Joe Biden’s lead vanishes in four swing states, according to poll aggregator

In Iowa, Georgia, North Carolina and Ohio Joe Biden’s lead may have disappeared

Tuesday 03 November 2020 22:22
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Joe Biden’s lead has evaporated in four key swing states, according to a polling average released by RealClearPolitics.

In Iowa, Georgia, North Carolina and Ohio Donald Trump has seized the lead, the site claimed - although several polling experts said that the results were not credible.

RealClearPolitics still gave Mr Biden a 7.2 per cent lead nationally, with a 0.09 per cent lead in Arizona and Florida, and a 1.2 per cent lead in Pennsylvania.

The biggest collapse of support for the 77-year-old was in Iowa, where as recently as Friday he was ahead according to RealClearPolitics’ average by 1.2 per cent.

Mr Trump now leads Iowa by 2 per cent of the vote; Georgia by 1 per cent; North Carolina by 0.2 per cent; and Ohio by 1.4 per cent. 

Mr Biden previously led polling in all four states, but saw his advantage dwindle in recent days.

Polling experts cautioned, however, that RealClearPolitics’ survey was not giving a balanced view.

Read more: The US 2020 election live

Their average was heavily weighted by polling data from Trafalgar Group - in particular in Georgia and Ohio. 

The Georgia-based polling firm weights its surveys for “social desirability bias,” taking into account the idea that some Trump voters are afraid to be honest with pollsters. 

That methodology has included asking respondents who they believed their neighbours planned to vote for, as well as differences in how the company Trafalgar judges who is most likely to vote.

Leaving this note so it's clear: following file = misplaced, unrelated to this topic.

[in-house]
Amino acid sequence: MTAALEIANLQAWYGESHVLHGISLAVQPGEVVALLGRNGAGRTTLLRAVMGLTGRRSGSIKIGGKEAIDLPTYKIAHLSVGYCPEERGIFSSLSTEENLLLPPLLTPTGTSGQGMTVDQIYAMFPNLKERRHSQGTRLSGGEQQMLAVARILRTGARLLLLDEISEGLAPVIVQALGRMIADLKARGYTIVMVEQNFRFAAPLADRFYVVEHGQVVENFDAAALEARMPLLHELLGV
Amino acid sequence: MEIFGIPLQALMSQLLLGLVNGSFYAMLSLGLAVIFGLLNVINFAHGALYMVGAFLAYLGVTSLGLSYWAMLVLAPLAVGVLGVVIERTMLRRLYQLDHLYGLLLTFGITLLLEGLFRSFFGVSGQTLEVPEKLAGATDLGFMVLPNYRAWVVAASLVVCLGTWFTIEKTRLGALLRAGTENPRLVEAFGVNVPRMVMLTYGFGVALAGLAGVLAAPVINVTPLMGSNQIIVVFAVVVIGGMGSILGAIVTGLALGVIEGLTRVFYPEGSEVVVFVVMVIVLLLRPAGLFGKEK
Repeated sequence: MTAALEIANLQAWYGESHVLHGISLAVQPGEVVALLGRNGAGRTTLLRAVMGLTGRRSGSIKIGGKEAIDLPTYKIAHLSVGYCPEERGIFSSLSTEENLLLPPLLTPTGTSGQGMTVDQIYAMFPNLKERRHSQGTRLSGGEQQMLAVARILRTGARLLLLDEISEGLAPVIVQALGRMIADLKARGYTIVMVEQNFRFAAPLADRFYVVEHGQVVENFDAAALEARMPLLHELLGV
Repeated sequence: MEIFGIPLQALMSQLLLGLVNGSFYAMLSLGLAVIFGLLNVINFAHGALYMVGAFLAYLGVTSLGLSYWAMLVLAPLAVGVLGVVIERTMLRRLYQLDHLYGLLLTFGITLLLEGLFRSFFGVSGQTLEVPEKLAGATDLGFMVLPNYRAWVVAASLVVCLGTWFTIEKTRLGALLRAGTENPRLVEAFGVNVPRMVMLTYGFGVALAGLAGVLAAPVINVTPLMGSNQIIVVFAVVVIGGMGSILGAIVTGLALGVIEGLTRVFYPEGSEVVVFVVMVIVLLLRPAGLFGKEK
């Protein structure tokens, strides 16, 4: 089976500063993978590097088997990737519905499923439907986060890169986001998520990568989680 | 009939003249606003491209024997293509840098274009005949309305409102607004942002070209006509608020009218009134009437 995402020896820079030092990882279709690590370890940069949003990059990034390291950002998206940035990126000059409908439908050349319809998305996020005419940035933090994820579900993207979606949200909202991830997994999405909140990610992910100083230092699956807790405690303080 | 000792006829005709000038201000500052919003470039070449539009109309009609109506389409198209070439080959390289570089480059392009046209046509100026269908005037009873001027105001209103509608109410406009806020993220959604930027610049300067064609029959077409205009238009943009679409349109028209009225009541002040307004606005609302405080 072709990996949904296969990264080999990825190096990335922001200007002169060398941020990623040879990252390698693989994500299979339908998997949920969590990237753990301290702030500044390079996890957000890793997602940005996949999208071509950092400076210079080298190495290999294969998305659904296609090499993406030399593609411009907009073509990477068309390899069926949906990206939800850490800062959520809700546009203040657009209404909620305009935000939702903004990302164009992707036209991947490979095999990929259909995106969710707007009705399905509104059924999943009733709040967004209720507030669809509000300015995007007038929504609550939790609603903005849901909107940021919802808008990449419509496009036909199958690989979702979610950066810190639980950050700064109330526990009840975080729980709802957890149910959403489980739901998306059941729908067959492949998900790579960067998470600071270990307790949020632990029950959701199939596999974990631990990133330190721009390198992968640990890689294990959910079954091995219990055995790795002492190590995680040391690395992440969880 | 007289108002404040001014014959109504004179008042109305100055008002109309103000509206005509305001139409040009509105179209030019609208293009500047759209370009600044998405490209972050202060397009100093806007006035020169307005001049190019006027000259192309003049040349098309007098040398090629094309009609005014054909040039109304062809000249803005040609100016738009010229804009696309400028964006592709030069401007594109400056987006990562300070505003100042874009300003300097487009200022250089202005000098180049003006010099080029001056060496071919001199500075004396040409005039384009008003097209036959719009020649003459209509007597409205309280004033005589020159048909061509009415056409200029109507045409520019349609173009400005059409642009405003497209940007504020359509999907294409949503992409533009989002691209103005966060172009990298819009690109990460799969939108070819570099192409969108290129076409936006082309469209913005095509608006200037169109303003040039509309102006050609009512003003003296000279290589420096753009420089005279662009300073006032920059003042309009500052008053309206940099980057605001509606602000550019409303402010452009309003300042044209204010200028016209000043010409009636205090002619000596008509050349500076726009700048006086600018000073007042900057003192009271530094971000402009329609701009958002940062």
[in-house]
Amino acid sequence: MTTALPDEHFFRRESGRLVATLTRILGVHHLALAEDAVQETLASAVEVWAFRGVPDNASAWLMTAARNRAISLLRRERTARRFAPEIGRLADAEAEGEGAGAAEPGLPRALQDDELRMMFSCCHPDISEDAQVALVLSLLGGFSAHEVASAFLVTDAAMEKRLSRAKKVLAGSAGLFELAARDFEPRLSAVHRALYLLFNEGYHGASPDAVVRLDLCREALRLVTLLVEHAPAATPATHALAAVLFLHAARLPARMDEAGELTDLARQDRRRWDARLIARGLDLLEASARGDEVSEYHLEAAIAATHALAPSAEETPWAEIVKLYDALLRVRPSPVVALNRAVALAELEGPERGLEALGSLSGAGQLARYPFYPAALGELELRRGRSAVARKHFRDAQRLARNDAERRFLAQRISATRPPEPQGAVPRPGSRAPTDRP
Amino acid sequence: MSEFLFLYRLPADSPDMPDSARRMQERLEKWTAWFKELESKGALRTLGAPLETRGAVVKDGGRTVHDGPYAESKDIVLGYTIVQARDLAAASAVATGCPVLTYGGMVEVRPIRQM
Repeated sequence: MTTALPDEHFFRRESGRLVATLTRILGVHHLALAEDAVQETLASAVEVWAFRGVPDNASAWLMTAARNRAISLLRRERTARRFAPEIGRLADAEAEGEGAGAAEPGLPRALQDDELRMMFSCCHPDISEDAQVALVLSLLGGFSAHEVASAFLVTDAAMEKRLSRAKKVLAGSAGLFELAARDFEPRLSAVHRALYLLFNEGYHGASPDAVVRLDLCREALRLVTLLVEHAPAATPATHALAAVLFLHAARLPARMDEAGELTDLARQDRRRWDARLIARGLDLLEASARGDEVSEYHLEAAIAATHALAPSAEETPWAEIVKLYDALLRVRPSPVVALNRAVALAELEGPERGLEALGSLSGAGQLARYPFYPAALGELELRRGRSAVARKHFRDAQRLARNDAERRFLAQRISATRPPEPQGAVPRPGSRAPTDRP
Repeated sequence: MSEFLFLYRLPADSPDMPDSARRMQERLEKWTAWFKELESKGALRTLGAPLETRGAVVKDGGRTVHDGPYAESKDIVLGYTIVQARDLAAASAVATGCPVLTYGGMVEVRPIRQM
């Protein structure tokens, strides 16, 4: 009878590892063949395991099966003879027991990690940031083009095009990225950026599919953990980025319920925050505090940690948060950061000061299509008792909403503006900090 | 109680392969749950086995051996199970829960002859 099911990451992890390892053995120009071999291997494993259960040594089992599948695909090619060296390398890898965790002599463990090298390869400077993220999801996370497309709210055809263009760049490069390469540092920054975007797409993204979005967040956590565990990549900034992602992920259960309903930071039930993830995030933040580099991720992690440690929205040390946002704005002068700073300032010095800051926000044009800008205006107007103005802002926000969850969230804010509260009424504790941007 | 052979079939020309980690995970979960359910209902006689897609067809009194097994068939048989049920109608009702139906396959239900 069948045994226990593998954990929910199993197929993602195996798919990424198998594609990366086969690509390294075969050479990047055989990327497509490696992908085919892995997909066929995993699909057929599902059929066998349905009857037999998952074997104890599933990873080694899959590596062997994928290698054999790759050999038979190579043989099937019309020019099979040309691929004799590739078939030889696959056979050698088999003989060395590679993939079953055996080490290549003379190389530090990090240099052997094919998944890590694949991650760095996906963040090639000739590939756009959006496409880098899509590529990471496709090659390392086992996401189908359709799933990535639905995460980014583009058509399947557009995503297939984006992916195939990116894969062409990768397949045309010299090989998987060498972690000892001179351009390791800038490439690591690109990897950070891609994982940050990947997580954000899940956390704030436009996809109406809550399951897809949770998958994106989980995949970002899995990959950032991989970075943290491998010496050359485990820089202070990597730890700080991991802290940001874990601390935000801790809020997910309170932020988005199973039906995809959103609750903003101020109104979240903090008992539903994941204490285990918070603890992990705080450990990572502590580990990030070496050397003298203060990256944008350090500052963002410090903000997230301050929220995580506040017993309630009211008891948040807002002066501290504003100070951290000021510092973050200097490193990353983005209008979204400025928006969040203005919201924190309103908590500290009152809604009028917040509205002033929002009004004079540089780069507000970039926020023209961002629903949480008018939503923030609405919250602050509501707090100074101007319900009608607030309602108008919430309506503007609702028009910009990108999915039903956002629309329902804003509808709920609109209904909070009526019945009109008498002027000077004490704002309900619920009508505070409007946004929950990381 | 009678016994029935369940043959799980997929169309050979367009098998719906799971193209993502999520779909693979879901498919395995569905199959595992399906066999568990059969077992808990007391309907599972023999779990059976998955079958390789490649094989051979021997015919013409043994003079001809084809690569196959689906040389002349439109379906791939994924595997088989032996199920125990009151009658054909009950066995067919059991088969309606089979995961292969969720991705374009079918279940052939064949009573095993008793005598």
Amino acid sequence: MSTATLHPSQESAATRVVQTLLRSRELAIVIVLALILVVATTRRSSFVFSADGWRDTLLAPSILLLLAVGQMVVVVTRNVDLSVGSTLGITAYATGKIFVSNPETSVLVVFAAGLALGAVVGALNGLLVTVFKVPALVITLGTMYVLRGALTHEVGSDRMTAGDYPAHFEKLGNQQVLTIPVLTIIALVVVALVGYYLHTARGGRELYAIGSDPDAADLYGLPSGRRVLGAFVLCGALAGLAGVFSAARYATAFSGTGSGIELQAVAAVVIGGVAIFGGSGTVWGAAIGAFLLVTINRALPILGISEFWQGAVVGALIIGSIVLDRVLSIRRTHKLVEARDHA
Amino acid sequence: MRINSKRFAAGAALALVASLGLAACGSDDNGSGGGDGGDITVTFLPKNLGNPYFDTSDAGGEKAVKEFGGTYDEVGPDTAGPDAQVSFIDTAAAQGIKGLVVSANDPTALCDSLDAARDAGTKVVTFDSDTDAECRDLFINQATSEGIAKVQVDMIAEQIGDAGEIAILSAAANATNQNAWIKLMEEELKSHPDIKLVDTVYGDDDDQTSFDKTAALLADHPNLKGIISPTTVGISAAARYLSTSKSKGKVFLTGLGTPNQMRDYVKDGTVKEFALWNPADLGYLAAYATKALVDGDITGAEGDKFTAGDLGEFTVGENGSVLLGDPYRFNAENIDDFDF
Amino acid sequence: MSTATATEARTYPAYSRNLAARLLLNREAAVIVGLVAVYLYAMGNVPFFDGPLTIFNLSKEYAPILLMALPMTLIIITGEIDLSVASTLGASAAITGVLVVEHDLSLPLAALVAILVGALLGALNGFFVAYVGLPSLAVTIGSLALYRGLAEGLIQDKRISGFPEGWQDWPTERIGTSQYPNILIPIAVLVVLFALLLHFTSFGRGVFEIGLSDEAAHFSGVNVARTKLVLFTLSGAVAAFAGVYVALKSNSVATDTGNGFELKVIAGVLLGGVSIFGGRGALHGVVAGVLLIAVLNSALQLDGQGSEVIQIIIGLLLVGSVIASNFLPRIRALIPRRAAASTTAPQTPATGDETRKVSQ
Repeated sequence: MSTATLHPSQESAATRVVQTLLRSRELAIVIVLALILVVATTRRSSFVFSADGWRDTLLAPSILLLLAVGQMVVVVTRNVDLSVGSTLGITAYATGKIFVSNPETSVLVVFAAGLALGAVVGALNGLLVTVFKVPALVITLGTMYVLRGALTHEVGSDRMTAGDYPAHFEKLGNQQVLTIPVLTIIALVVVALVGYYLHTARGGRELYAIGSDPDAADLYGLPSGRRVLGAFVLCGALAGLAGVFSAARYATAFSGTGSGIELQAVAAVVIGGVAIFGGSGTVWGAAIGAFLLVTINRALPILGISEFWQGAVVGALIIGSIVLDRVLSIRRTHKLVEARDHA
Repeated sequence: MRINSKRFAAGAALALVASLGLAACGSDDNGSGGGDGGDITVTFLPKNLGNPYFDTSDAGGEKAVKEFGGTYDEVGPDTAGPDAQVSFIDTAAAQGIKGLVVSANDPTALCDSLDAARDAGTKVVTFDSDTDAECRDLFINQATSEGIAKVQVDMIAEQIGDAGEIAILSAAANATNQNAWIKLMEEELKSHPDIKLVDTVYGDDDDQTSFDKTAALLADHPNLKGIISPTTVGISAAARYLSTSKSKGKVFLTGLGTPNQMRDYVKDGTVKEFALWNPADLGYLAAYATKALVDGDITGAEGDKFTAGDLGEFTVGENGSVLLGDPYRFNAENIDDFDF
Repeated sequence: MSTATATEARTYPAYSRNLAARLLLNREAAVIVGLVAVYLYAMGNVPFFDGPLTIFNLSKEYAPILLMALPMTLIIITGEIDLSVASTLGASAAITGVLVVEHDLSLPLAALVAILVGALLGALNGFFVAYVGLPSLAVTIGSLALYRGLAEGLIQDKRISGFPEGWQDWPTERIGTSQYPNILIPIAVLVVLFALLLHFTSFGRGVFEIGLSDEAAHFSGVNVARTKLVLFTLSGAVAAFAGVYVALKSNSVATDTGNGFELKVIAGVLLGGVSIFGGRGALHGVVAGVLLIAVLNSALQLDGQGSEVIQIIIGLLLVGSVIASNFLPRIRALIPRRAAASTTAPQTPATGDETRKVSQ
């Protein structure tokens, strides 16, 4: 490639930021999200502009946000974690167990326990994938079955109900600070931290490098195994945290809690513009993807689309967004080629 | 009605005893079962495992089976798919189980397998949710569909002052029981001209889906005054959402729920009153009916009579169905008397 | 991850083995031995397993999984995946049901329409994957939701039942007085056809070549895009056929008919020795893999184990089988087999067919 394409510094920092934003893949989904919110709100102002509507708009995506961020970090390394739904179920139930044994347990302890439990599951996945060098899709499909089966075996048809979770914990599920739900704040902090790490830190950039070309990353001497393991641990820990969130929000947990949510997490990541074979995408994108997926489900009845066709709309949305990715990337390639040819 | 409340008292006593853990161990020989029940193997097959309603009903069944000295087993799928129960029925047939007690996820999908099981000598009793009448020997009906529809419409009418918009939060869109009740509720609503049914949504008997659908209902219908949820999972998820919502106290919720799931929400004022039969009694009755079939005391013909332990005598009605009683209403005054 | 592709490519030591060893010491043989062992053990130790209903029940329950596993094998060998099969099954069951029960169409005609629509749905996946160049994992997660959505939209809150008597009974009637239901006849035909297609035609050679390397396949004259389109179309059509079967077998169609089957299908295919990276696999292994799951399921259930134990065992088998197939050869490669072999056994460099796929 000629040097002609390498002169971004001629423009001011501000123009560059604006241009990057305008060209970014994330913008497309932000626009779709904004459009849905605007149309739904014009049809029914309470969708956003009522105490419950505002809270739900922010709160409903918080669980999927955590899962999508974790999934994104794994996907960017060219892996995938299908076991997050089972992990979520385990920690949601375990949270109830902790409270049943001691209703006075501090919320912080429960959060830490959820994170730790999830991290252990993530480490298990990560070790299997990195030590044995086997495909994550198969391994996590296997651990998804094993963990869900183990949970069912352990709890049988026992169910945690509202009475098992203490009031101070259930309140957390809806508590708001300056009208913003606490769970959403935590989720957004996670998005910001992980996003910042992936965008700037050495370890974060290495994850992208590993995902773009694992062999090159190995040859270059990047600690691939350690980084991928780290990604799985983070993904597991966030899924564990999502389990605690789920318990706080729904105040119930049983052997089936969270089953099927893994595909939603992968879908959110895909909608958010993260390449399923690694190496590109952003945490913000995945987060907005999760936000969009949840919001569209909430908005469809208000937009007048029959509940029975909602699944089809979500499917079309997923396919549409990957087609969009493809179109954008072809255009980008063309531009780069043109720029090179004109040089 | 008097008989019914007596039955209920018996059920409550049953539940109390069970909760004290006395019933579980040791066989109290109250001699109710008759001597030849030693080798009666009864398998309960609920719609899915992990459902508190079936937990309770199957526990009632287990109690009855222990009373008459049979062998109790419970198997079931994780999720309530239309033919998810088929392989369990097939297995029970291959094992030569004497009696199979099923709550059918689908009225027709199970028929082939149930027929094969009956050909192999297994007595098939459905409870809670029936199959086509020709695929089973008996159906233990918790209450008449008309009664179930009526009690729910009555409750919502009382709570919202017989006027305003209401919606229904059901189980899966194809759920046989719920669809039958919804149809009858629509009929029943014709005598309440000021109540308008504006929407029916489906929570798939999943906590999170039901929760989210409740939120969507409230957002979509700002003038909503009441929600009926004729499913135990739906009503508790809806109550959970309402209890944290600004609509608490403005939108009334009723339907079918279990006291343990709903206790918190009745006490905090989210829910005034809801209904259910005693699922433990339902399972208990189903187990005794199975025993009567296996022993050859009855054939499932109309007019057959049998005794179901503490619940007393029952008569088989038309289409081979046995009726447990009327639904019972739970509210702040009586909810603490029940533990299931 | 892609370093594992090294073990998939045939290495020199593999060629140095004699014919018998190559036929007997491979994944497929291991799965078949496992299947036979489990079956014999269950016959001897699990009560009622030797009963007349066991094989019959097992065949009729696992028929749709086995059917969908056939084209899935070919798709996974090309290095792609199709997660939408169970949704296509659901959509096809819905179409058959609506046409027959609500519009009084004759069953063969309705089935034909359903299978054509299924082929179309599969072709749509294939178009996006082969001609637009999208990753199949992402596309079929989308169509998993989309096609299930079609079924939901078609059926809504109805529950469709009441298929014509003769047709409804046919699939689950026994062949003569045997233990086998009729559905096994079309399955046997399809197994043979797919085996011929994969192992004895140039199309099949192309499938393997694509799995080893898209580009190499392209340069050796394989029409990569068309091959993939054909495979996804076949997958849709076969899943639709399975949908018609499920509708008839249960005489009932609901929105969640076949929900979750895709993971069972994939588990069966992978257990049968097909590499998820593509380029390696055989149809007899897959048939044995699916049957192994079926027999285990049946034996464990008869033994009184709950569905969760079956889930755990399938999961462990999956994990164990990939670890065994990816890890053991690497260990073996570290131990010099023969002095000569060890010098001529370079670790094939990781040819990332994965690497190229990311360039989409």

The firm was, however, one of the only polling firms to correctly predict Mr Trump would win Michigan and Pennsylvania in 2016.

Trafalgar’s last surveys leading up to this week’s election suggested Mr Trump is leading Mr Biden by 5 per cent of the vote in both Ohio and Georgia, making their polls a strong outlier.

Nate Cohn, the New York Times’ polling expert, described RealClearPolitics as “a small casualty of this election”, and said they were no longer credible.

A second polling expert said they were unabashedly pro-Republican.

“They've been doing this all year. Arbitrary date ranges and arbitrary exclusion of some polls, even within range, which just happen to be unfavorable to the GOP,” he said.

Nate Silver, founder of polling aggregator FiveThirtyEight, agreed.

“Endorse this, even though there are many things I like about RCP,” he said. 

“But also, this became a tricky cycle for polling aggregation at the end. As much or more good polling than ever, but also, a *lot* of spam in the final few weeks of the campaign.”

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